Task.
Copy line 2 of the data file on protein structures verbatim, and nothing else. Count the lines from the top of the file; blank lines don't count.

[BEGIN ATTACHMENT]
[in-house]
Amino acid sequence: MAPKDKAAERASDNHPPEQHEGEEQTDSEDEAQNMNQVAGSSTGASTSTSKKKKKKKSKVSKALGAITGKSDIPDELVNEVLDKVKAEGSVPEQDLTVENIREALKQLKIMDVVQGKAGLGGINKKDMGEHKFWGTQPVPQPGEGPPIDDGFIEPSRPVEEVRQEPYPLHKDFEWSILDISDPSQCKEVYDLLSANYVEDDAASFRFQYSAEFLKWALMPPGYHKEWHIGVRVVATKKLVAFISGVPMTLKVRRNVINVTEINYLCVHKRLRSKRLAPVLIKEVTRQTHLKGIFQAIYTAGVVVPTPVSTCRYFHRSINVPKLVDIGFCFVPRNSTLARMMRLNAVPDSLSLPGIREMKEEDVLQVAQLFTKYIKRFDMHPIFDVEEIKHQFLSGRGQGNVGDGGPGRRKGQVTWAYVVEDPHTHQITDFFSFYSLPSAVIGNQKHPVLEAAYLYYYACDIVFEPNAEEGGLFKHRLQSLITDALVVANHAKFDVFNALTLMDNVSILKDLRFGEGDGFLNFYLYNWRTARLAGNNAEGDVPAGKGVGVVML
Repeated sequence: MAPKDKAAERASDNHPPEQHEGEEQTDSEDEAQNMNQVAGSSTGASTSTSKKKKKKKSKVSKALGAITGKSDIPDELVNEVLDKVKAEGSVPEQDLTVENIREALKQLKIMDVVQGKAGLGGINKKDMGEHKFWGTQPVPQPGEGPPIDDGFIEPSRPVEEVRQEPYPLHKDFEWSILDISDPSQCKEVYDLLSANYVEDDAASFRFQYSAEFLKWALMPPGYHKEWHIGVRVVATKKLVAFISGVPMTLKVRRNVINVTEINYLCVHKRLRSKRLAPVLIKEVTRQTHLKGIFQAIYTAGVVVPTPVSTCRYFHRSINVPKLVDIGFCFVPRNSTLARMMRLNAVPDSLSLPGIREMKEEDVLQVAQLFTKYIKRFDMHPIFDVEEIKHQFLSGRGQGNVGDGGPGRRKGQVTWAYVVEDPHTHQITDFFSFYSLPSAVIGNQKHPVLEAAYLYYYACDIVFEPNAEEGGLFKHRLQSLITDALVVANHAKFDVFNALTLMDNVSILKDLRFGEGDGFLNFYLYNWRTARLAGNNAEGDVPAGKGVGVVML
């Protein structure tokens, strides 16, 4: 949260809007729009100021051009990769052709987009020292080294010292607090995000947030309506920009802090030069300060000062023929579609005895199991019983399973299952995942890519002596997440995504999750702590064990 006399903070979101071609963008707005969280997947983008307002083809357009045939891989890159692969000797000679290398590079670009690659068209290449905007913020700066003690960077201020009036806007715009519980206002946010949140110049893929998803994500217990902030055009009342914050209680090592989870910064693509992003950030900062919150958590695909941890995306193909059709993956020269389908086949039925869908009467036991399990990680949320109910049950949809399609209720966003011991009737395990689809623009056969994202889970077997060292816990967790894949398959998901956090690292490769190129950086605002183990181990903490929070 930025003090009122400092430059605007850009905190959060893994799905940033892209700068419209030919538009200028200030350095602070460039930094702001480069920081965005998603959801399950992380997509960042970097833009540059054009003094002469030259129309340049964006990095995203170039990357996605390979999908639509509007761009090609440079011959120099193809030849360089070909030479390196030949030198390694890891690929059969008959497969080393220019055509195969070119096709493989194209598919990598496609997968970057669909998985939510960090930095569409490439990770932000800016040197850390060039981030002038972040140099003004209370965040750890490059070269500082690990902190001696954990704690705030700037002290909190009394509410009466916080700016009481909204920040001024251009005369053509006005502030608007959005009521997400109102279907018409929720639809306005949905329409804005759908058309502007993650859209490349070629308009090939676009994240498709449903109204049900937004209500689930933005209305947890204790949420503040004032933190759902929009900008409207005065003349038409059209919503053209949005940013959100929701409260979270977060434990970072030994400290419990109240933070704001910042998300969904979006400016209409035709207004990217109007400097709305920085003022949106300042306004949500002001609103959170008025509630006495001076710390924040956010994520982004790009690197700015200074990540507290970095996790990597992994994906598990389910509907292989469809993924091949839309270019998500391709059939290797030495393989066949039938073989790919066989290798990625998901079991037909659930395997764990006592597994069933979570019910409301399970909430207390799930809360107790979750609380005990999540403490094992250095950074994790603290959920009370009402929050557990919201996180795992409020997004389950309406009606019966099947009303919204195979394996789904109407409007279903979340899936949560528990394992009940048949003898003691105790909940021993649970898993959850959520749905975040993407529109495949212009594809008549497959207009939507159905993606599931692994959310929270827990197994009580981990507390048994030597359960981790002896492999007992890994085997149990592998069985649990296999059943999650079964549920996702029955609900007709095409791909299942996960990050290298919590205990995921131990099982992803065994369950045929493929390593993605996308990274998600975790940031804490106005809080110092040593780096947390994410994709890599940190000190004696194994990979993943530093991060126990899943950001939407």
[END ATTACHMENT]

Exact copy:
Amino acid sequence: MAPKDKAAERASDNHPPEQHEGEEQTDSEDEAQNMNQVAGSSTGASTSTSKKKKKKKSKVSKALGAITGKSDIPDELVNEVLDKVKAEGSVPEQDLTVENIREALKQLKIMDVVQGKAGLGGINKKDMGEHKFWGTQPVPQPGEGPPIDDGFIEPSRPVEEVRQEPYPLHKDFEWSILDISDPSQCKEVYDLLSANYVEDDAASFRFQYSAEFLKWALMPPGYHKEWHIGVRVVATKKLVAFISGVPMTLKVRRNVINVTEINYLCVHKRLRSKRLAPVLIKEVTRQTHLKGIFQAIYTAGVVVPTPVSTCRYFHRSINVPKLVDIGFCFVPRNSTLARMMRLNAVPDSLSLPGIREMKEEDVLQVAQLFTKYIKRFDMHPIFDVEEIKHQFLSGRGQGNVGDGGPGRRKGQVTWAYVVEDPHTHQITDFFSFYSLPSAVIGNQKHPVLEAAYLYYYACDIVFEPNAEEGGLFKHRLQSLITDALVVANHAKFDVFNALTLMDNVSILKDLRFGEGDGFLNFYLYNWRTARLAGNNAEGDVPAGKGVGVVML